Adverbs-&-cliches_cover_for Internet

Adverbs & Clichés in a Nutshell: Demonstrated Subversions of Adverbs & Clichés into Gourmet Imagery is the second installment in Bell’s WRITING IN A NUTSHELL series. In this NUTSHELL, Bell tackles those insidious, tricky little linguistic buggers that tend to slip into our writing because they’re familiar, easy, and ready-at-hand. We all do it: unconsciously, habitually, we rely on adverbs to tell (not show!) how something is done. Like a rat on a wheel, we use clichés to get our point across – and thus we keep our writing mediocre, rather than great.

But how, HOW, do we avoid the pitfalls of adverbs and clichés? By subverting them, Jessica says. Identify them, drop them from your repertoire, and replace them with something original. Give details in your prose to show that your character is mad, rather than having her say it angrily. Plumb the treasure trove of your imagination for metaphors to convey his love – don’t rely on his racing heartbeat or the truth welling up from the windows of his soul.

With Adverbs & Clichés in a Nutshell, Bell gives us thirty-four specific examples how to turn adverbs and clichés into vivid and unique imagery. This in itself is unique, so far as I’m aware – tons of writing books and blogs tell you what not to do, but with this guide you can actually see how it can be done – over and over again. Plus, it comes with prompts to practice writing subversions of your own.

Now, I don’t believe adverbs and clichés are always, universally evil. I raise a literary eyebrow when the media buzz tells us what is in, what is out, what defines good writing, and (even more fun) what makes writing bad. (Ten things you should NEVER do! Twelve things every agent HATES! Eleven ways to ensure you’ll never see your work in print EVER!) The pundits say it, it gets circulated and internalized and taken for gospel when, really, what’s good has a lot to do with context. SOMETIMES, clichés work. (They are clichés for a reason, after all). SOMETIMES, adverbs work (saying it quickly can be better than taking up a paragraph with original purple prose to demonstrate how it’s said).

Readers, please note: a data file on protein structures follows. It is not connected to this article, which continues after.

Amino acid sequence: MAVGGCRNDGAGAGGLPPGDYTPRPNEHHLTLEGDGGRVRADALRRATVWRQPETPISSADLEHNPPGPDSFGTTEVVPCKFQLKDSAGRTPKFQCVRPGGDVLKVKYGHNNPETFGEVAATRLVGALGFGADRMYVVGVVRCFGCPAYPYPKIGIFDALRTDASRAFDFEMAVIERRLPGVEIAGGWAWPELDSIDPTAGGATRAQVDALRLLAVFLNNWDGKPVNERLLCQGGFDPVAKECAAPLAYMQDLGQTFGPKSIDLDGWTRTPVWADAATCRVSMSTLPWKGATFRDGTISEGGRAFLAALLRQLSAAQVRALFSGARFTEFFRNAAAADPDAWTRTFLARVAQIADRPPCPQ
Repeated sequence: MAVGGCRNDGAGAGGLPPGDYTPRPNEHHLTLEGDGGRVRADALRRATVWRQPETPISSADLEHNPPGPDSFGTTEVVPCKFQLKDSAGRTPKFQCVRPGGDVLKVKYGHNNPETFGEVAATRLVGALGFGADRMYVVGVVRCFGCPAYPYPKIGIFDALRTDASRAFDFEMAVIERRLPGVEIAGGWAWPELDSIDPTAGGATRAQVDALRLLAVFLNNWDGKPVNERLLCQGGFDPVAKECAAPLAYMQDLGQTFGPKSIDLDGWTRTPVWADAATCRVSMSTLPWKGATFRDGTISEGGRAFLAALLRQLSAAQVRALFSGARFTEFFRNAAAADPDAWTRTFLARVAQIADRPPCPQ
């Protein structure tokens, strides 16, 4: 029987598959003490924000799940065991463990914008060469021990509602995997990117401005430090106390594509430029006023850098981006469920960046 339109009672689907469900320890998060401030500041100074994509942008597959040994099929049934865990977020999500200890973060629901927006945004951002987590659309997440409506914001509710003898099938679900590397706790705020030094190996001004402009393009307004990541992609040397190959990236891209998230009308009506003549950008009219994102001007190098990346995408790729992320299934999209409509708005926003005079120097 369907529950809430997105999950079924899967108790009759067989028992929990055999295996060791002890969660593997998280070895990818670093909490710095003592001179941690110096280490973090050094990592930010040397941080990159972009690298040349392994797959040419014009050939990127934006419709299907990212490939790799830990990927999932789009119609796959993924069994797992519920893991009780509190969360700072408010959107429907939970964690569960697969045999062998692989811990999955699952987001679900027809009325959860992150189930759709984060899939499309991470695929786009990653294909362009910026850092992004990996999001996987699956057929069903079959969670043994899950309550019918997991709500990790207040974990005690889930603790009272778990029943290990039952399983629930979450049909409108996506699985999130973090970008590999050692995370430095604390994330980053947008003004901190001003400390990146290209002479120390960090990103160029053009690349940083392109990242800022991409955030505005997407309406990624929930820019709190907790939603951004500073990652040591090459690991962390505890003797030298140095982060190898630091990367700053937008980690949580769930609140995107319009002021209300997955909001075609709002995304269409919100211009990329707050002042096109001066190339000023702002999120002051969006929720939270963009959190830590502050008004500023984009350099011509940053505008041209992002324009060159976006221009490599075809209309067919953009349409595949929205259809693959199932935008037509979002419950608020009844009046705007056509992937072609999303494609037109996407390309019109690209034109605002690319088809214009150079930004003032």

AND, I shall be quick to point out, Jessica Bell says this too, right up front. She gives a very good argument for the whys and why nots of adverb and cliché use in the introduction – the best argument I’ve seen. The danger in my mind is that writers, especially new writers, may accept that these writing rules are (cliché alert) written in stone, and may learn not trust their own instincts, their own voice. But I use the word “danger” loosely – it’s not like writers are going to be blowing things up with adverbs. And there’s nothing wrong with learning the rules well – if nothing else, it may teach you how and when to break them.

The biggest critique I have of Adverbs & Clichés in a Nutshell is that I wish the sample adverbs and clichés (of which there are over a hundred, I believe) were treated individually, rather than clumped together in thirty-four sample passages. Some of the passages are short, but many are quite dense, encompassing twenty or more “problem phrases” in one scenario. This clumping can make it hard to remember which phrases we’re subverting – I had to keep scrolling back and forth to figure out what Bell had changed from the “adverb” and “cliché” examples to the new, original writing. I even thought, in a (very) few cases, that the original “bad” writing was better, if only because the “better” samples tried to encompass so much.

For my purposes, I would have preferred one, maybe two adverbs and/or clichés per example. It would have been cleaner, focusing the reader’s attention on each problem phrase and an example of how to rewrite it, rather than making a dozen or more phrases depend on one another within a scene. It would have made the book longer (hence not a “pocket guide”) but way easier to use.

Still, Bell suggests that the book is meant to be read and then reread, several times over, and I can see how that would help the reader begin to pick out the nuances. And, indeed, that is how a writing book is meant to be used – often, and repeatedly. It is a reference, after all.

And for that, Adverbs & Clichés in a Nutshell is a great resource, and a great buy. At a mere $1.99, I don’t see why any writer wouldn’t want to snatch it up. So go do that.

Here’s how:

Click one of the following links to purchase:
Amazon US | Amazon UK | Amazon Ca | Kobo

For more information about Jessica please visit:
Website| Blog| Twitter | Facebook